MIAMI, Florida-Dalton Matthew Reas, 20 years old, from Wauchula Florida, is reported to have been arrested by Charlotte County Sheriff’s office in connection with the death of Dylan Gonzalez, a 23 year old young fisherman from Englewood.
The boating accident happened on June 19 near Boca Grande. Mr. Gonzalez was aboard a boat described as a 19-foot Ranger. Another passenger on the boat was also injured from the crash. The boat that Dalton Reas was operating was a 20-foot Lake and Bay boat, and had 5 passengers on board. A passenger aboard the 20-foot boat was also injured.
Dalton Reas was speeding, in a no-wake zone, and had no running lights on at the time of the incident, even though it was 4:22 AM. The 20-foot boat crashed into the boat Mr. Gonzalez was fishing on at the time, causing Mr. Gonzalez to be thrown into the water from the impact. According to reports, the boat operated by Reas had struck a channel marker prior to hitting Gonzalez’s boat. Reas fled us soon as the incident happened.
An investigation was started by the Florida Fish and Wildlife Commission, which has jurisdiction over these type of boating accidents. Although they have not issued their final report yet about the incident, Reas turned himself in this past Tuesday, December 20.
Reas has been charged with numerous counts in this fatal boating collision which includes boating under the influence, failure to give information or render aid, BUI, causing serious bodily injury to another, as well as violation of navigational rules. Reports indicate that Reas has been arrested before for driving under the influence. This incident reflects an operator of a boat who should never have been operating a boat, and also illustrates the dangers on the waterways, even if you are a prudent and careful boat operator.
The boat that got struck was fishing at the time of the collision, complying with the navigational and safety rules,when a reckless boat operator plowed into them and then took off, resulting in personal injuries and death. However, just as in an automobile, when on the waterway you must be very vigilant and keep an eye out for the other guy who may not be so vigilant, and who may in fact be recklessly operating a boat.
An operator of a boat who acts negligently, carelessly, or recklessly, can be held not only criminally liable, but also liable for damages caused by his or her passengers, as well as others injured as a result of the wrongful conduct. When the wrongful conduct results in death, there are can be a wrongful death lawsuit pursuant to Florida wrongful death statues, and a wrongful death action under the General maritime law. If the wrongful conduct results in death outside the territorial waters of the state, then a wrongful death action will fall under the Death on the High Seas Act, a federal statute providing for actions for wrongful death as a result of wrongful conduct outside territorial waters of the state. The type of damages recoverable are different in wrongful death from personal injury cases.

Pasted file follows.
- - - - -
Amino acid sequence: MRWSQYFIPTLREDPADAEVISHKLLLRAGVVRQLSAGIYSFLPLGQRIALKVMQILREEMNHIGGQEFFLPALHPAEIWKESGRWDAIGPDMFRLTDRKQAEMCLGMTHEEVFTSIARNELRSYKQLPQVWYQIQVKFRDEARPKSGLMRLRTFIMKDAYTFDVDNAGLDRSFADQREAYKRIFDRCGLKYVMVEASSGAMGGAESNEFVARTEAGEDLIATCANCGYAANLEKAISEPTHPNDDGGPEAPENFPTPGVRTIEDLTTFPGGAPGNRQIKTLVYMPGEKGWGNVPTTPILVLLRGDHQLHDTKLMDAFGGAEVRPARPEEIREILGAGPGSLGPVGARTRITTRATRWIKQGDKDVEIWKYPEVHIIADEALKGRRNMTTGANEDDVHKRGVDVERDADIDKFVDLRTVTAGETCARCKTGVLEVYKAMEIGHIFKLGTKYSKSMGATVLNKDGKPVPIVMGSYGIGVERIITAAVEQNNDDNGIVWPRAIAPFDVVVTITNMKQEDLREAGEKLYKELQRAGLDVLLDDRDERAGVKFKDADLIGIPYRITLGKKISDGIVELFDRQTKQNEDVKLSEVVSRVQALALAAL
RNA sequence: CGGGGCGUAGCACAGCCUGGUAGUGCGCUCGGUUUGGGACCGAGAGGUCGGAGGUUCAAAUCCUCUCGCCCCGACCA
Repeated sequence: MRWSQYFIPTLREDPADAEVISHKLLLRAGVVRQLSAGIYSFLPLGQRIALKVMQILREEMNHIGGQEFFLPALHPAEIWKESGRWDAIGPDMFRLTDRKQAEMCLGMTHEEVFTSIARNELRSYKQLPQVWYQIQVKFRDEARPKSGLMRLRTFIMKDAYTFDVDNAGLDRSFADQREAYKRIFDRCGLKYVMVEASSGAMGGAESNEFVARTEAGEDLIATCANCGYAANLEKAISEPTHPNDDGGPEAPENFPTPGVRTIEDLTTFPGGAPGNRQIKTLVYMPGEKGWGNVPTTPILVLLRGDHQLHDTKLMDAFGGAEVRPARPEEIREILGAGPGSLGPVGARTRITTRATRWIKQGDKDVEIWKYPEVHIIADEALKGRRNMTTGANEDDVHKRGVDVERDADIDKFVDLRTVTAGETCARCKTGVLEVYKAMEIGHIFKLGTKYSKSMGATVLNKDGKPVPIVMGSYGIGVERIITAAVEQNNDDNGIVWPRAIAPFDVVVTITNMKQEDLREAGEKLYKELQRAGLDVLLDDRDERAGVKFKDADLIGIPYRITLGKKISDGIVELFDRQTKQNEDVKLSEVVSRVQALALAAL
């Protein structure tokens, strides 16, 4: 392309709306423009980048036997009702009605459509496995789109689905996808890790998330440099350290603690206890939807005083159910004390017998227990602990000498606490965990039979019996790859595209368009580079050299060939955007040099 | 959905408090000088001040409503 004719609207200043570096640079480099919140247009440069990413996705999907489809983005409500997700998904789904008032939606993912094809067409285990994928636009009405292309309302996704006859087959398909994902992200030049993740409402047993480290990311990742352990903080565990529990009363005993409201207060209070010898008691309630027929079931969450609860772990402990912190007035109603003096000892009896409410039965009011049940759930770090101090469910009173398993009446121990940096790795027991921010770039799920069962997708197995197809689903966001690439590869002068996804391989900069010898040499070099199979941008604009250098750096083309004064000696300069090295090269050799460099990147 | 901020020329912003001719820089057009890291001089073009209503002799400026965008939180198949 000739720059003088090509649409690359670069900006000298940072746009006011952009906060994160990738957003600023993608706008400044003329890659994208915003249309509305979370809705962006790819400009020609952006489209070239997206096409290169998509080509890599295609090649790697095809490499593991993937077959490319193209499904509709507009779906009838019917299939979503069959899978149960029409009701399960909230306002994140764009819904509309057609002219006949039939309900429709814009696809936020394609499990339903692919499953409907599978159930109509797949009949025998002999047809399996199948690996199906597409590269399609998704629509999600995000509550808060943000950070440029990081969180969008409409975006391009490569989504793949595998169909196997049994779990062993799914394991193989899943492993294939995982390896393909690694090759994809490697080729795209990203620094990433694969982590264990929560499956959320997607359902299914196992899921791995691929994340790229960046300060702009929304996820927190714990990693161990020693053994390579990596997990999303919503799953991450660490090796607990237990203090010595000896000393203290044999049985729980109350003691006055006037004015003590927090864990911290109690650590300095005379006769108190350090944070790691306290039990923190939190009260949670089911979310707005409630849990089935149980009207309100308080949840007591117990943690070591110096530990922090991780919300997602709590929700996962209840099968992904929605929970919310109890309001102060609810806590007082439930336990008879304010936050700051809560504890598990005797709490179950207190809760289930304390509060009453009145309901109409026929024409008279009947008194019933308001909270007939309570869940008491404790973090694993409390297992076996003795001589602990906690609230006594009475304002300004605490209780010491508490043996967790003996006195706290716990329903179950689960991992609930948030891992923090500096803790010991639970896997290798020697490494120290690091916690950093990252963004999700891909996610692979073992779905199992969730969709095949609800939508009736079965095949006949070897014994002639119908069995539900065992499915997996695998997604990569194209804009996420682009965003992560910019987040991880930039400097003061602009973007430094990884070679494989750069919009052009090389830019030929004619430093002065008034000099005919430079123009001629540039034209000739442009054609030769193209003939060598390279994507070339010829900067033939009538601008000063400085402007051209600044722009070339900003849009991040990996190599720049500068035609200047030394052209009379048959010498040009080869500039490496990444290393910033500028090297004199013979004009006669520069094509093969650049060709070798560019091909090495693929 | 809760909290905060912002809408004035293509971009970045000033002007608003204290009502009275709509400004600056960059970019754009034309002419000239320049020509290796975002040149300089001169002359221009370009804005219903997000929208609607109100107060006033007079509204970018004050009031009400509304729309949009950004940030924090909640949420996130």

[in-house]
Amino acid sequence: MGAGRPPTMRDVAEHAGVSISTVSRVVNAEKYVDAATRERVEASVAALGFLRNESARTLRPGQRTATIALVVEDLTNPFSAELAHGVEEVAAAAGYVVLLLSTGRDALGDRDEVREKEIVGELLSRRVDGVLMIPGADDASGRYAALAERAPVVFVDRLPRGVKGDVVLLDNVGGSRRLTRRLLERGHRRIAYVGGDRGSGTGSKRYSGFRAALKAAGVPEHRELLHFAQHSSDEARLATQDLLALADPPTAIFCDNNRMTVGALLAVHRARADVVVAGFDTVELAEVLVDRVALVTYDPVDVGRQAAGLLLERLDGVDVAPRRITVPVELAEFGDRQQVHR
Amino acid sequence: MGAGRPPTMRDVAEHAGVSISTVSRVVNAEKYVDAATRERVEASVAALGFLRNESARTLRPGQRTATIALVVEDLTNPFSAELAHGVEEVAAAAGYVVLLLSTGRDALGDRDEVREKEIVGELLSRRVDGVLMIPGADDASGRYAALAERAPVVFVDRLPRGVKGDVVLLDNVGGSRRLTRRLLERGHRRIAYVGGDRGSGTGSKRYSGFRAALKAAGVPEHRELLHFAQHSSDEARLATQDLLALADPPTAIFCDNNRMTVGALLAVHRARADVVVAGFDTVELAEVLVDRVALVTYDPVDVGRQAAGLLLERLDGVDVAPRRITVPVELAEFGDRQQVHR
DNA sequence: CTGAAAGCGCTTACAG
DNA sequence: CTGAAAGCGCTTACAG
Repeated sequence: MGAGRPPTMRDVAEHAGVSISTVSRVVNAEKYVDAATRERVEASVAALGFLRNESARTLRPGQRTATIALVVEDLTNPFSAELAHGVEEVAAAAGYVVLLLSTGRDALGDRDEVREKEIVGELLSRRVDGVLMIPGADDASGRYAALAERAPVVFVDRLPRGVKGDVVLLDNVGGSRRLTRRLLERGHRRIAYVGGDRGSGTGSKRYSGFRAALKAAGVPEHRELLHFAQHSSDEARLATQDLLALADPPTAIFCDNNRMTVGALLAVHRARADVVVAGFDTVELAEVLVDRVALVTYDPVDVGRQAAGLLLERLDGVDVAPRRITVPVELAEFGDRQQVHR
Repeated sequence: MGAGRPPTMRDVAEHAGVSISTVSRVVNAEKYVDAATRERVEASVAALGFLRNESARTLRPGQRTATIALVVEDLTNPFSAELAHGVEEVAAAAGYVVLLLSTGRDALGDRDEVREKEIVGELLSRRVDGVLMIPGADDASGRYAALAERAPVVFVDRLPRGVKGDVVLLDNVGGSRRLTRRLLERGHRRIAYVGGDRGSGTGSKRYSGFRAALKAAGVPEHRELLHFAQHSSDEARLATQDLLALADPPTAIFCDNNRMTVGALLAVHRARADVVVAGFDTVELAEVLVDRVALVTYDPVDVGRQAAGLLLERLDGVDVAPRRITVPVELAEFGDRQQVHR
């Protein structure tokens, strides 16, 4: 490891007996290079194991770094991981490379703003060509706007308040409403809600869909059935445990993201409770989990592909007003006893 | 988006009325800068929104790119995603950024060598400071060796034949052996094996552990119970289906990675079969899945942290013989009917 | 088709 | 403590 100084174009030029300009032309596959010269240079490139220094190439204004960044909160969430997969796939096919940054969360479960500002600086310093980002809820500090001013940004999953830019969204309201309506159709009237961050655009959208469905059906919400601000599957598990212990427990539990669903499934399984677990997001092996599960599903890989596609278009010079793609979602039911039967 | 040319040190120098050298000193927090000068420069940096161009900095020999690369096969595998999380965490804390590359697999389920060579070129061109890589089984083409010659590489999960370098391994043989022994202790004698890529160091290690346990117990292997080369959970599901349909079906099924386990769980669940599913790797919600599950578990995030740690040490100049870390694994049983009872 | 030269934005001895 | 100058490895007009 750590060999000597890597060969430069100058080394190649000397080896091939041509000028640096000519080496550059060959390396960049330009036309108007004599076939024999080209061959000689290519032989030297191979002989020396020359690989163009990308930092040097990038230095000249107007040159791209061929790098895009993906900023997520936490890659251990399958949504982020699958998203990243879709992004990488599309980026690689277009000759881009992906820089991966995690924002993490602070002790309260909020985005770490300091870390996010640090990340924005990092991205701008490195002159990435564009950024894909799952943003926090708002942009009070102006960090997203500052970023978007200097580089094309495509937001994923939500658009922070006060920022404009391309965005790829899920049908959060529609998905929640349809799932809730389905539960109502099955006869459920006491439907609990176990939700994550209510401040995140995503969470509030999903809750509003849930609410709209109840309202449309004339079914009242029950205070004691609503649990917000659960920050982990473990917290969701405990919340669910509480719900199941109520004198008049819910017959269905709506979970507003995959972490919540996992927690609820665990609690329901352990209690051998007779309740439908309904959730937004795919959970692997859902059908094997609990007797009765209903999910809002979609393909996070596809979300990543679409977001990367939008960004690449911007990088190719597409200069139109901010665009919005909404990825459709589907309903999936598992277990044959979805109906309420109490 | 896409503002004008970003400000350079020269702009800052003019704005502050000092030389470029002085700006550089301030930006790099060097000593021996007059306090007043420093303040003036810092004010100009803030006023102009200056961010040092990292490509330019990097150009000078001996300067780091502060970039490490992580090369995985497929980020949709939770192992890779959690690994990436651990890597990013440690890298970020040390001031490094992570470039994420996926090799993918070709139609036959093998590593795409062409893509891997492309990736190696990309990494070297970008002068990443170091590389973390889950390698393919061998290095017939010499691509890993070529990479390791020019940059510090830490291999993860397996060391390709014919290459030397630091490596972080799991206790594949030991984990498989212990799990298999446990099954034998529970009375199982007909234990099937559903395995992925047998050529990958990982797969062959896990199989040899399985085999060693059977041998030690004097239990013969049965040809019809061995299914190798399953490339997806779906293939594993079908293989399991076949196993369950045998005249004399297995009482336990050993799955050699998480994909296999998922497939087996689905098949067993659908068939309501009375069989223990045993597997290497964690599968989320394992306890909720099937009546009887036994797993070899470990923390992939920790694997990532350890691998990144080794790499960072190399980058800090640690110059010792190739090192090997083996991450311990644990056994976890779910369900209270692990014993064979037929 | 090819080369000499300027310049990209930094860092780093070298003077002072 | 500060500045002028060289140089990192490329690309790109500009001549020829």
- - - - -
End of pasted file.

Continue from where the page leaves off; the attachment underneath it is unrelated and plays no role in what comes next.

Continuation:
If the conduct is determined to be willful, wanton and reckless disregard for the safety and lives of others, as in this case where the boat was being operated at an excessive rate of speed, with no running lights, and while under the influence of alcohol, punitive damages can also be assessed against the boat operator in addition to compensatory damages caused to the injured people. This is in addition to the criminal penalties. The civil case will have a different burden of proof. In a civil case the proof will only be the greater weight of the evidence, whereas in the criminal case the state must prove the crime beyond a reasonable doubt.
Although nothing will bring Dylan Gonzalez back, we hope justice will be served. This tragic boating collision is sadly not the first deadly accident in the Florida waterways, which leads the country in boating fatalities. Changes need to be made and more preventative measures need to be enforced to diminish recreational boating and water sport accidents if we ever want Florida to be known as a safe place for boaters.